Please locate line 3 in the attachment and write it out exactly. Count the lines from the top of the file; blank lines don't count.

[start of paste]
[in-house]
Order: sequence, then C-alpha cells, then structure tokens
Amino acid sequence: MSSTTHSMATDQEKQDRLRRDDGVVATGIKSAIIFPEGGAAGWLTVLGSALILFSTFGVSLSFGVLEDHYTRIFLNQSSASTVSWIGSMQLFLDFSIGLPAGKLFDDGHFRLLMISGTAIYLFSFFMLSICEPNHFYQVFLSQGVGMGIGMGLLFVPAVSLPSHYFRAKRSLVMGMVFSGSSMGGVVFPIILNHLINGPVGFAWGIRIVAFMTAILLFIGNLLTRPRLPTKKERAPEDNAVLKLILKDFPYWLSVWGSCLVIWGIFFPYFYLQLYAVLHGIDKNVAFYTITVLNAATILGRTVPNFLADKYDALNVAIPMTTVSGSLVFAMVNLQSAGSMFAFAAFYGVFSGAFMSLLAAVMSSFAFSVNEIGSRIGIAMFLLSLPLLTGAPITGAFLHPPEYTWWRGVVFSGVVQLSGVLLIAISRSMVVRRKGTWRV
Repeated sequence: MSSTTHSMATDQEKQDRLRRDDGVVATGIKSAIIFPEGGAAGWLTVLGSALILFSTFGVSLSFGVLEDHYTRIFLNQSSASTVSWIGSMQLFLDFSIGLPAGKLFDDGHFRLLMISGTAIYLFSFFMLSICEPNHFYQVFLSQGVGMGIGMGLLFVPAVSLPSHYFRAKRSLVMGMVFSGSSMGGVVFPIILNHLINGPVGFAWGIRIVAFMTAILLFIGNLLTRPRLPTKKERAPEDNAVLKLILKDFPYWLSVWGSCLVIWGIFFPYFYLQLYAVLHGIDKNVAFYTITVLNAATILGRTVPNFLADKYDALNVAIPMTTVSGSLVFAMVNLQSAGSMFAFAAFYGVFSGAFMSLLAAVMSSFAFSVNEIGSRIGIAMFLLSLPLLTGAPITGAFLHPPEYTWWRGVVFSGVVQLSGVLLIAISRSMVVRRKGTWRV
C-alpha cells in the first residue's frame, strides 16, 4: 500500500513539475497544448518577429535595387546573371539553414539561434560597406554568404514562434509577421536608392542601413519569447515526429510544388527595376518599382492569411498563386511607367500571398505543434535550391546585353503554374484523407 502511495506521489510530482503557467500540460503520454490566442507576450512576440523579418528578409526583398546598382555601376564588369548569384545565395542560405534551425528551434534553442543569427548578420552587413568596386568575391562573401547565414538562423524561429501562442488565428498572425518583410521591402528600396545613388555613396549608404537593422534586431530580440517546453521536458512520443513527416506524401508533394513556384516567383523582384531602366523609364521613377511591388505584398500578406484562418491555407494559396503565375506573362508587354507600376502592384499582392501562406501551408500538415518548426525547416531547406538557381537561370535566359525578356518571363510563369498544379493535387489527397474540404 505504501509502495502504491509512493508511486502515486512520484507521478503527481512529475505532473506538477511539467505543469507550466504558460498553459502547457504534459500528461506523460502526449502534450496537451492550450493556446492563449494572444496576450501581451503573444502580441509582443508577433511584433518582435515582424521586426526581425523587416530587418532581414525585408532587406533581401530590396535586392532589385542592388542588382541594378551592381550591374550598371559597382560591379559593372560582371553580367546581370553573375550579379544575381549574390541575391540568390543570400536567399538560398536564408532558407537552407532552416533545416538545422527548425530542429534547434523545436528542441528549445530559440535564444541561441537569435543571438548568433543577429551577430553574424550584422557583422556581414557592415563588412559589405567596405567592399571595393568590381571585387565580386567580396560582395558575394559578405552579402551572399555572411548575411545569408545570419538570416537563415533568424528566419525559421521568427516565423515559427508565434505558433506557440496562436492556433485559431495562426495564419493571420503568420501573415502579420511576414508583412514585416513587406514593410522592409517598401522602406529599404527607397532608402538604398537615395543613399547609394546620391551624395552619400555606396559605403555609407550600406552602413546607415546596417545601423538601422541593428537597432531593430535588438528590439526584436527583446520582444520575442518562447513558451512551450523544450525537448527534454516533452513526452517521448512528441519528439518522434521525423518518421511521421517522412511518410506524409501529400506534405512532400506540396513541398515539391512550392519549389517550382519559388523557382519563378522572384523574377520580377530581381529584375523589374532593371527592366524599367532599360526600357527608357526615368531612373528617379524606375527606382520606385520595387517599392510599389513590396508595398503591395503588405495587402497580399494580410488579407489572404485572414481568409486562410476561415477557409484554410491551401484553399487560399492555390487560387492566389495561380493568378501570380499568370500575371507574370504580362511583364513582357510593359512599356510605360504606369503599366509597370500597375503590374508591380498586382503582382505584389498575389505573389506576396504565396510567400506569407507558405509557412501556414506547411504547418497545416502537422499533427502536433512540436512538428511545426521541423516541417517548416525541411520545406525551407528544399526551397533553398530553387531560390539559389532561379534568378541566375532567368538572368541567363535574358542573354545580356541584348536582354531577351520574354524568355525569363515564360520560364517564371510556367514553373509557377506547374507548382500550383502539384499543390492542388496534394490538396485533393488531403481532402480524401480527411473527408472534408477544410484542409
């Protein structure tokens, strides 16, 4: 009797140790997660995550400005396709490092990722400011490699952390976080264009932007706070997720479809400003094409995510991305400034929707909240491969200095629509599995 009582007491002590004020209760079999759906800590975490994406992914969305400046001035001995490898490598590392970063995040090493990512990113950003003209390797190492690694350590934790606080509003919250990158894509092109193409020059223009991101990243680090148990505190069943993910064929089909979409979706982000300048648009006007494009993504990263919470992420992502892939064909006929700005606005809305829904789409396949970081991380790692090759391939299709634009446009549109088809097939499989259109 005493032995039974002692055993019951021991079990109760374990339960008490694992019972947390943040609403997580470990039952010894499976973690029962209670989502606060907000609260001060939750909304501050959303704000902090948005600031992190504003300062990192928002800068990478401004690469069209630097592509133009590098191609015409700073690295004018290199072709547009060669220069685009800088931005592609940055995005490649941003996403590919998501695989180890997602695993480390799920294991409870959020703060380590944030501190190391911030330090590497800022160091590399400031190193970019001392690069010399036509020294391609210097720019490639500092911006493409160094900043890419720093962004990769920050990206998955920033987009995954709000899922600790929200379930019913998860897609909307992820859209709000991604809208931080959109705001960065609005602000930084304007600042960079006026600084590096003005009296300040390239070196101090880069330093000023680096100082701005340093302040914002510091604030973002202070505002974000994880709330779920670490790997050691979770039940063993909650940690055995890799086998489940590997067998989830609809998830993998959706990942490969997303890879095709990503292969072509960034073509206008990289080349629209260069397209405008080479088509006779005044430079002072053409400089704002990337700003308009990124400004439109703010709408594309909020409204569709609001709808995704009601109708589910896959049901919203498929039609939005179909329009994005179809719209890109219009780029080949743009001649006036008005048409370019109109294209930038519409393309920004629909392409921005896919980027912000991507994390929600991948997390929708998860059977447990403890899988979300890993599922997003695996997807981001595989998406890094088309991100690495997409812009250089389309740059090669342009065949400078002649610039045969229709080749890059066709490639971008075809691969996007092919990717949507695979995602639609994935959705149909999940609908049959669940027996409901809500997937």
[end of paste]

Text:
Amino acid sequence: MSSTTHSMATDQEKQDRLRRDDGVVATGIKSAIIFPEGGAAGWLTVLGSALILFSTFGVSLSFGVLEDHYTRIFLNQSSASTVSWIGSMQLFLDFSIGLPAGKLFDDGHFRLLMISGTAIYLFSFFMLSICEPNHFYQVFLSQGVGMGIGMGLLFVPAVSLPSHYFRAKRSLVMGMVFSGSSMGGVVFPIILNHLINGPVGFAWGIRIVAFMTAILLFIGNLLTRPRLPTKKERAPEDNAVLKLILKDFPYWLSVWGSCLVIWGIFFPYFYLQLYAVLHGIDKNVAFYTITVLNAATILGRTVPNFLADKYDALNVAIPMTTVSGSLVFAMVNLQSAGSMFAFAAFYGVFSGAFMSLLAAVMSSFAFSVNEIGSRIGIAMFLLSLPLLTGAPITGAFLHPPEYTWWRGVVFSGVVQLSGVLLIAISRSMVVRRKGTWRV